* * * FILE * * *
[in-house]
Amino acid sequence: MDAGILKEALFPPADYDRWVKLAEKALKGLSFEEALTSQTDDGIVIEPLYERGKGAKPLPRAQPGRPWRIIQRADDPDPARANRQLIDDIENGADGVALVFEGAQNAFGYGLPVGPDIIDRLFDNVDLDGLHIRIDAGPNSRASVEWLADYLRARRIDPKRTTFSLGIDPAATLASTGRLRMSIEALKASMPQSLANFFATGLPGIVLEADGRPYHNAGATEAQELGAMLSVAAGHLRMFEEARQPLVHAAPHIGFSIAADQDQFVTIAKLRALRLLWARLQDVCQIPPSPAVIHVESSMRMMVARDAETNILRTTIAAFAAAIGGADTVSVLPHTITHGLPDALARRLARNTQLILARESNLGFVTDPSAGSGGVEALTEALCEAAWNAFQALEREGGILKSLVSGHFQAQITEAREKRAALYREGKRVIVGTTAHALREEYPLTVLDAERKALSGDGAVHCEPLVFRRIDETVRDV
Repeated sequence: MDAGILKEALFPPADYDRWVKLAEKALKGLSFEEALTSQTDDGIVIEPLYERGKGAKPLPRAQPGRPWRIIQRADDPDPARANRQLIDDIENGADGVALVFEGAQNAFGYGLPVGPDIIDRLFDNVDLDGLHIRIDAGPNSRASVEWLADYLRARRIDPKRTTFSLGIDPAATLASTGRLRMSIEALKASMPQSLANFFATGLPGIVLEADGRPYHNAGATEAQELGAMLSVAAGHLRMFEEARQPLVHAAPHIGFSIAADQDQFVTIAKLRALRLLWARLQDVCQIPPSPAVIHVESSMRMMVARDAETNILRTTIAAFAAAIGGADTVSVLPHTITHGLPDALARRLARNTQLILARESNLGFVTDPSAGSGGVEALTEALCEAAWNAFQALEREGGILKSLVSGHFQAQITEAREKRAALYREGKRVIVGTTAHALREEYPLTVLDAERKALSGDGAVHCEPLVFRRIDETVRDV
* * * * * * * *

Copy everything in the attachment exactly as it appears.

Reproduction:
[in-house]
Amino acid sequence: MDAGILKEALFPPADYDRWVKLAEKALKGLSFEEALTSQTDDGIVIEPLYERGKGAKPLPRAQPGRPWRIIQRADDPDPARANRQLIDDIENGADGVALVFEGAQNAFGYGLPVGPDIIDRLFDNVDLDGLHIRIDAGPNSRASVEWLADYLRARRIDPKRTTFSLGIDPAATLASTGRLRMSIEALKASMPQSLANFFATGLPGIVLEADGRPYHNAGATEAQELGAMLSVAAGHLRMFEEARQPLVHAAPHIGFSIAADQDQFVTIAKLRALRLLWARLQDVCQIPPSPAVIHVESSMRMMVARDAETNILRTTIAAFAAAIGGADTVSVLPHTITHGLPDALARRLARNTQLILARESNLGFVTDPSAGSGGVEALTEALCEAAWNAFQALEREGGILKSLVSGHFQAQITEAREKRAALYREGKRVIVGTTAHALREEYPLTVLDAERKALSGDGAVHCEPLVFRRIDETVRDV
Repeated sequence: MDAGILKEALFPPADYDRWVKLAEKALKGLSFEEALTSQTDDGIVIEPLYERGKGAKPLPRAQPGRPWRIIQRADDPDPARANRQLIDDIENGADGVALVFEGAQNAFGYGLPVGPDIIDRLFDNVDLDGLHIRIDAGPNSRASVEWLADYLRARRIDPKRTTFSLGIDPAATLASTGRLRMSIEALKASMPQSLANFFATGLPGIVLEADGRPYHNAGATEAQELGAMLSVAAGHLRMFEEARQPLVHAAPHIGFSIAADQDQFVTIAKLRALRLLWARLQDVCQIPPSPAVIHVESSMRMMVARDAETNILRTTIAAFAAAIGGADTVSVLPHTITHGLPDALARRLARNTQLILARESNLGFVTDPSAGSGGVEALTEALCEAAWNAFQALEREGGILKSLVSGHFQAQITEAREKRAALYREGKRVIVGTTAHALREEYPLTVLDAERKALSGDGAVHCEPLVFRRIDETVRDV